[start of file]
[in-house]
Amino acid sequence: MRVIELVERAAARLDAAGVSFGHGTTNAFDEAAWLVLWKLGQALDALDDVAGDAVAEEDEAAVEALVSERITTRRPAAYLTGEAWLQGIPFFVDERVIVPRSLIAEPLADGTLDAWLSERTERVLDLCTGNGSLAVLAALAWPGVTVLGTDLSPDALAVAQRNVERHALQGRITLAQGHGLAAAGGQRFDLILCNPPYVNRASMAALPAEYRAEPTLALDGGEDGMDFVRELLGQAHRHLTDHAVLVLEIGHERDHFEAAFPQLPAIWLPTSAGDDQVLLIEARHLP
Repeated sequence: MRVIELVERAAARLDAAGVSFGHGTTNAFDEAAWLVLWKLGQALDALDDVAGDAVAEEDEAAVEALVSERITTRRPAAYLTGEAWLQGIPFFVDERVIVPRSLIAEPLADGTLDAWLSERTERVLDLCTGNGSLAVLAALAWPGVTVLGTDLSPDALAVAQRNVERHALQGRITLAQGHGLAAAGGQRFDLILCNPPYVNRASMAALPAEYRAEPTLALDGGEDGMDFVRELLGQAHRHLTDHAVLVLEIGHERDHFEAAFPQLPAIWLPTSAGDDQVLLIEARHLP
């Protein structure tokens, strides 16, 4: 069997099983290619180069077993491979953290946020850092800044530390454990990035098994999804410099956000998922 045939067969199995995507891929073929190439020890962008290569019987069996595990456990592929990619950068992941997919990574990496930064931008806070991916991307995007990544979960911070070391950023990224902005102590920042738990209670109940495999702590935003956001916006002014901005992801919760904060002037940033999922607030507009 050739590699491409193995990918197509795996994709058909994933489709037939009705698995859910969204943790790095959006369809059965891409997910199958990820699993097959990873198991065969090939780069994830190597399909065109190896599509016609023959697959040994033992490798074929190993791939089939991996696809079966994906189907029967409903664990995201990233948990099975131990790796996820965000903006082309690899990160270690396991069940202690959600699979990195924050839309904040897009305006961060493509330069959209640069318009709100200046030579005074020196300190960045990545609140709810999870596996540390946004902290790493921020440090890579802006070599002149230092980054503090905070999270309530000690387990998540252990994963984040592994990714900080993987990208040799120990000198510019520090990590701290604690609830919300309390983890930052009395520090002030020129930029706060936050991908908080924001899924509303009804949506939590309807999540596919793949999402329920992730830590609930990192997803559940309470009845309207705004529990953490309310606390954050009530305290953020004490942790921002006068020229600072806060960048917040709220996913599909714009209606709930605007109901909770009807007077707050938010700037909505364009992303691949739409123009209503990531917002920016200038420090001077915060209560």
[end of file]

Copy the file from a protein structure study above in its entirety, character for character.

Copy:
[in-house]
Amino acid sequence: MRVIELVERAAARLDAAGVSFGHGTTNAFDEAAWLVLWKLGQALDALDDVAGDAVAEEDEAAVEALVSERITTRRPAAYLTGEAWLQGIPFFVDERVIVPRSLIAEPLADGTLDAWLSERTERVLDLCTGNGSLAVLAALAWPGVTVLGTDLSPDALAVAQRNVERHALQGRITLAQGHGLAAAGGQRFDLILCNPPYVNRASMAALPAEYRAEPTLALDGGEDGMDFVRELLGQAHRHLTDHAVLVLEIGHERDHFEAAFPQLPAIWLPTSAGDDQVLLIEARHLP
Repeated sequence: MRVIELVERAAARLDAAGVSFGHGTTNAFDEAAWLVLWKLGQALDALDDVAGDAVAEEDEAAVEALVSERITTRRPAAYLTGEAWLQGIPFFVDERVIVPRSLIAEPLADGTLDAWLSERTERVLDLCTGNGSLAVLAALAWPGVTVLGTDLSPDALAVAQRNVERHALQGRITLAQGHGLAAAGGQRFDLILCNPPYVNRASMAALPAEYRAEPTLALDGGEDGMDFVRELLGQAHRHLTDHAVLVLEIGHERDHFEAAFPQLPAIWLPTSAGDDQVLLIEARHLP
């Protein structure tokens, strides 16, 4: 069997099983290619180069077993491979953290946020850092800044530390454990990035098994999804410099956000998922 045939067969199995995507891929073929190439020890962008290569019987069996595990456990592929990619950068992941997919990574990496930064931008806070991916991307995007990544979960911070070391950023990224902005102590920042738990209670109940495999702590935003956001916006002014901005992801919760904060002037940033999922607030507009 050739590699491409193995990918197509795996994709058909994933489709037939009705698995859910969204943790790095959006369809059965891409997910199958990820699993097959990873198991065969090939780069994830190597399909065109190896599509016609023959697959040994033992490798074929190993791939089939991996696809079966994906189907029967409903664990995201990233948990099975131990790796996820965000903006082309690899990160270690396991069940202690959600699979990195924050839309904040897009305006961060493509330069959209640069318009709100200046030579005074020196300190960045990545609140709810999870596996540390946004902290790493921020440090890579802006070599002149230092980054503090905070999270309530000690387990998540252990994963984040592994990714900080993987990208040799120990000198510019520090990590701290604690609830919300309390983890930052009395520090002030020129930029706060936050991908908080924001899924509303009804949506939590309807999540596919793949999402329920992730830590609930990192997803559940309470009845309207705004529990953490309310606390954050009530305290953020004490942790921002006068020229600072806060960048917040709220996913599909714009209606709930605007109901909770009807007077707050938010700037909505364009992303691949739409123009209503990531917002920016200038420090001077915060209560």